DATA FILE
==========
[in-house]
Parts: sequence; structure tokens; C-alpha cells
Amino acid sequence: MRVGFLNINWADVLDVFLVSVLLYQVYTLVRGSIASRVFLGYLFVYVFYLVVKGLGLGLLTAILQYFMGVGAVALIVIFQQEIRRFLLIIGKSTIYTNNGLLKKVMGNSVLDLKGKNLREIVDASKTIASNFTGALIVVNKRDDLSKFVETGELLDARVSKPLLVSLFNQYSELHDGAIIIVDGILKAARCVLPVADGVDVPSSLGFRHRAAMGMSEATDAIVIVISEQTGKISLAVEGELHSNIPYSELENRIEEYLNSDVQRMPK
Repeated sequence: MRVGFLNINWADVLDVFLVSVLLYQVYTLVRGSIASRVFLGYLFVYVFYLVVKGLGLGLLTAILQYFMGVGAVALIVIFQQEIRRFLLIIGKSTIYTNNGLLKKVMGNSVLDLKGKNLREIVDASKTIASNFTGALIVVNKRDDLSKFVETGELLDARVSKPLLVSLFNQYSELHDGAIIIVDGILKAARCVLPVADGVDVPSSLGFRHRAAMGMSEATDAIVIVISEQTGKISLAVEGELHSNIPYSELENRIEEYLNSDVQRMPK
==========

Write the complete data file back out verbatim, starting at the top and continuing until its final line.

[in-house]
Parts: sequence; structure tokens; C-alpha cells
Amino acid sequence: MRVGFLNINWADVLDVFLVSVLLYQVYTLVRGSIASRVFLGYLFVYVFYLVVKGLGLGLLTAILQYFMGVGAVALIVIFQQEIRRFLLIIGKSTIYTNNGLLKKVMGNSVLDLKGKNLREIVDASKTIASNFTGALIVVNKRDDLSKFVETGELLDARVSKPLLVSLFNQYSELHDGAIIIVDGILKAARCVLPVADGVDVPSSLGFRHRAAMGMSEATDAIVIVISEQTGKISLAVEGELHSNIPYSELENRIEEYLNSDVQRMPK
Repeated sequence: MRVGFLNINWADVLDVFLVSVLLYQVYTLVRGSIASRVFLGYLFVYVFYLVVKGLGLGLLTAILQYFMGVGAVALIVIFQQEIRRFLLIIGKSTIYTNNGLLKKVMGNSVLDLKGKNLREIVDASKTIASNFTGALIVVNKRDDLSKFVETGELLDARVSKPLLVSLFNQYSELHDGAIIIVDGILKAARCVLPVADGVDVPSSLGFRHRAAMGMSEATDAIVIVISEQTGKISLAVEGELHSNIPYSELENRIEEYLNSDVQRMPK